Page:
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(CNSNews.com) The United States ran a merchandise trade deficit of $5,243,300,000 with Mexico in September, according to newly released data from the U.S. Census Bureau.
That completes 22 straight years in which the United States has run monthly merchandise trade deficits with Mexico.
The last time the United States ran a merchandise trade surplus with Mexico was September 1994—when the U.S. ran a $4,700,000 bilateral surplus with its southern neighbor.
In the years since NAFTA took effect, bilateral trade between the United States and Mexico has increased, but in every month after September 1994, the value of the goods that the United States imported from Mexico has exceeded the value of the good the United States exported to Mexico. As of September 2016, the U.S. had run merchandise trade deficits with Mexico for 264 straight months.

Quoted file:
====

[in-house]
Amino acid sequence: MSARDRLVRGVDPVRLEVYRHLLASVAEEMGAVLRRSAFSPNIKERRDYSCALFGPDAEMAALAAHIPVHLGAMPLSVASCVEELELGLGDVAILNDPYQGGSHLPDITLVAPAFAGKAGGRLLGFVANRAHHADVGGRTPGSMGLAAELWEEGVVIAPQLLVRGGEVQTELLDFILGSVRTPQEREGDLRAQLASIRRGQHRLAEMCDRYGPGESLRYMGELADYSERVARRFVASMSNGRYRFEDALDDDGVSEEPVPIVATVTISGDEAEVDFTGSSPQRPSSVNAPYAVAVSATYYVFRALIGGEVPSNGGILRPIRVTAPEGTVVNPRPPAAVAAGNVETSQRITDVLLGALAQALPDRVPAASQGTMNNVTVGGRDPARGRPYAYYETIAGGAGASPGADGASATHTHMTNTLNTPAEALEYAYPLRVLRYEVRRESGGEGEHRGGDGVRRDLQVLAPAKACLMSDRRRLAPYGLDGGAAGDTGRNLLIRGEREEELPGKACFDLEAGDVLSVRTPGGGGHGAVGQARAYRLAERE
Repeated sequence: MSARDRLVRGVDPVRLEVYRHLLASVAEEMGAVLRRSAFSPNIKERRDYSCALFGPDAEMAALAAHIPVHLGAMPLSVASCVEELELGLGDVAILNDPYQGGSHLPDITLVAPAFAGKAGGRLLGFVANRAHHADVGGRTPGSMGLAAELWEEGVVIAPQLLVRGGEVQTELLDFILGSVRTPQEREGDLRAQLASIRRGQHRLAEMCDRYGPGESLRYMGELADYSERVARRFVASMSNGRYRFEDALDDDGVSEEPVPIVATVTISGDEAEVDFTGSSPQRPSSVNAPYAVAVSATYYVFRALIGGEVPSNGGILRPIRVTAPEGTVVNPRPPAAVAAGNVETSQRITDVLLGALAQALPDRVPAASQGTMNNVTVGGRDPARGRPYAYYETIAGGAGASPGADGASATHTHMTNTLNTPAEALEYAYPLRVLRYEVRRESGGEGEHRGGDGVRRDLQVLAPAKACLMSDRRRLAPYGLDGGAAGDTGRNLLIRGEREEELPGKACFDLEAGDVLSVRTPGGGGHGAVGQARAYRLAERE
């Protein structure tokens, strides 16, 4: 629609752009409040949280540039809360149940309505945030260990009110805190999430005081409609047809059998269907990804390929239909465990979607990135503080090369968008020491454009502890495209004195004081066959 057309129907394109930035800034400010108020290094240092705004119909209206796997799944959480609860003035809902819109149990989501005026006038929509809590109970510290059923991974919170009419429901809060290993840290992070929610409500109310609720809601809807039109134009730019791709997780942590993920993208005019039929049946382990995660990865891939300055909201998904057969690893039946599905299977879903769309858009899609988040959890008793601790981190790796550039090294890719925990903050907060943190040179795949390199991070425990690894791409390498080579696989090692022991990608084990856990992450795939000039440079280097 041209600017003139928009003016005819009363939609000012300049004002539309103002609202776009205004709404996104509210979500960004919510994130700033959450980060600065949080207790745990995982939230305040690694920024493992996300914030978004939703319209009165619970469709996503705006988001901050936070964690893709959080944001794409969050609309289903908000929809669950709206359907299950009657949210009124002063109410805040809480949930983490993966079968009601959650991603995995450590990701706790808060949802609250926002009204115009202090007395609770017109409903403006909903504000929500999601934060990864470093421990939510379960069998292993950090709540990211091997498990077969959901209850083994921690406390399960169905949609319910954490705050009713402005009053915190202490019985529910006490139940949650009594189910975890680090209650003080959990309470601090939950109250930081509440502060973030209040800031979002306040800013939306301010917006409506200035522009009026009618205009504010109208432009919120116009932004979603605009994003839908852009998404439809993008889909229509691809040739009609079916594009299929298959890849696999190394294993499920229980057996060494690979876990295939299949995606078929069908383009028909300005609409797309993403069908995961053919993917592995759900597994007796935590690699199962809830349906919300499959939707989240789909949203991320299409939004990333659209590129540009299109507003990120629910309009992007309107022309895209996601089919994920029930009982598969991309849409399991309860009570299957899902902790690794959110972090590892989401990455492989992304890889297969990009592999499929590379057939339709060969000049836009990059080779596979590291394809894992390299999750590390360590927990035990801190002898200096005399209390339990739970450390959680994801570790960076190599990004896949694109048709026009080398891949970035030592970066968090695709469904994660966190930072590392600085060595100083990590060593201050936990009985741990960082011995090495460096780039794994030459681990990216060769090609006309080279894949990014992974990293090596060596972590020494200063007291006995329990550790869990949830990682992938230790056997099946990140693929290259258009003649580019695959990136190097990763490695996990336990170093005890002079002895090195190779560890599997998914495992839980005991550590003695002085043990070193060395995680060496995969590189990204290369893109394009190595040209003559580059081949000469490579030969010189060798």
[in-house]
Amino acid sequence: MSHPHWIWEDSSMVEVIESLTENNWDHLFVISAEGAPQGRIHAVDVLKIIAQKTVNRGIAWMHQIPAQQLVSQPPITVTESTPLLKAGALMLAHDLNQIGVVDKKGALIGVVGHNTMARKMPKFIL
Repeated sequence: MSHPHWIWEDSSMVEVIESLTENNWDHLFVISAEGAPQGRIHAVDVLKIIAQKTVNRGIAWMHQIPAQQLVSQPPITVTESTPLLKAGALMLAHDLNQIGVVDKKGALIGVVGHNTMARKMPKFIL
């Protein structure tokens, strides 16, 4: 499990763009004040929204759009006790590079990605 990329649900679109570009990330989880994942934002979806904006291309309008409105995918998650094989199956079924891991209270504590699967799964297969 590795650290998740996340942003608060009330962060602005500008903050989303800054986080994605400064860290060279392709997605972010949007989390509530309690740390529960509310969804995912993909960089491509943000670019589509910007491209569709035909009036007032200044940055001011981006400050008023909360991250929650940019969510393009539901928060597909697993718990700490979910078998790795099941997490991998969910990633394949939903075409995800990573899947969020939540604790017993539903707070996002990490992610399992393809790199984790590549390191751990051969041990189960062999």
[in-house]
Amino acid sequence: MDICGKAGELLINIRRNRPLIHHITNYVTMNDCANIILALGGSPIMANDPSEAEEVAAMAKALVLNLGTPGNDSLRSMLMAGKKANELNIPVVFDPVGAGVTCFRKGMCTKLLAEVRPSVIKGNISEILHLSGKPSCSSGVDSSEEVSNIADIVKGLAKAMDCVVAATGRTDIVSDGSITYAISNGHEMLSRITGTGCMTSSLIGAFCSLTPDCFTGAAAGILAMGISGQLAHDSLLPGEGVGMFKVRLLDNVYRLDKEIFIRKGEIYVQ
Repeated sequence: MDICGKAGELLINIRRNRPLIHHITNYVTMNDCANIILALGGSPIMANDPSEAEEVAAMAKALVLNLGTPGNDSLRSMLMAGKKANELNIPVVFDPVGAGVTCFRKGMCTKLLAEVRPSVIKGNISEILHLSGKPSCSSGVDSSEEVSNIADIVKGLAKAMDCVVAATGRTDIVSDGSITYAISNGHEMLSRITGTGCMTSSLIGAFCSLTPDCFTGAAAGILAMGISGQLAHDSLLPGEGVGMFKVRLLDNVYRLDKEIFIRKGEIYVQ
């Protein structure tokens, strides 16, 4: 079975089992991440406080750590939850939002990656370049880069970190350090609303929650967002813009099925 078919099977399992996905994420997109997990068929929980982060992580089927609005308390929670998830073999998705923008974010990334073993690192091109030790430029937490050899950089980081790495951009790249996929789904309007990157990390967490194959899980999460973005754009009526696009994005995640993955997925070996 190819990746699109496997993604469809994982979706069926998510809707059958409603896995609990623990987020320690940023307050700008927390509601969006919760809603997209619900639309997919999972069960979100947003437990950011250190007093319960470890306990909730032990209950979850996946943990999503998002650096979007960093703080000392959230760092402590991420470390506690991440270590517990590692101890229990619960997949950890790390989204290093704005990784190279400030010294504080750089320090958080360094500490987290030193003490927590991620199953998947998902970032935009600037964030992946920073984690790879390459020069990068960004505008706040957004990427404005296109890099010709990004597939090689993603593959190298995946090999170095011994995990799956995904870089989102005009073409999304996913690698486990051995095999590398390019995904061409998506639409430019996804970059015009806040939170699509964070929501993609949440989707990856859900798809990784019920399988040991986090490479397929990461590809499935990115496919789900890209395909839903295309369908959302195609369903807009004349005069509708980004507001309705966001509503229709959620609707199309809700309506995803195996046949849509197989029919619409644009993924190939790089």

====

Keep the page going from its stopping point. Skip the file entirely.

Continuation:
In 1994, the U.S. merchandise trade surplus with Mexico was $1,349,800,000. In 2015, the U.S. merchandise trade deficit with Mexico was $60,662,8000.
In the first nine months of 2016 (January through September), the U.S. merchandise trade deficit with Mexico has been $46,811,500,000.
“The Trans-Pacific Partnership (TPP) is a proposed free trade agreement (FTA) among 12 Asia-Pacific countries, with both economic and strategic significance for the United States,” said the Congressional Research Service in a report published in June. “The proposed agreement is perhaps the most ambitious FTA undertaken by the United States in terms of its size, the breadth and depth of its commitments, its potential evolution, and its geo-political significance.”
In 2015, the United States ran it largest merchandise trade deficit with China—a record $367,172,900,000, according to the Census Bureau. In the first nine months of this year, the U.S. has run a merchandise trade deficit of $257,671,800,000 with China.
a reply to: MisterSpock
And yet, with all that "free" money, mexico is still a 3rd world #hole.
Truely a waste of our prosperity.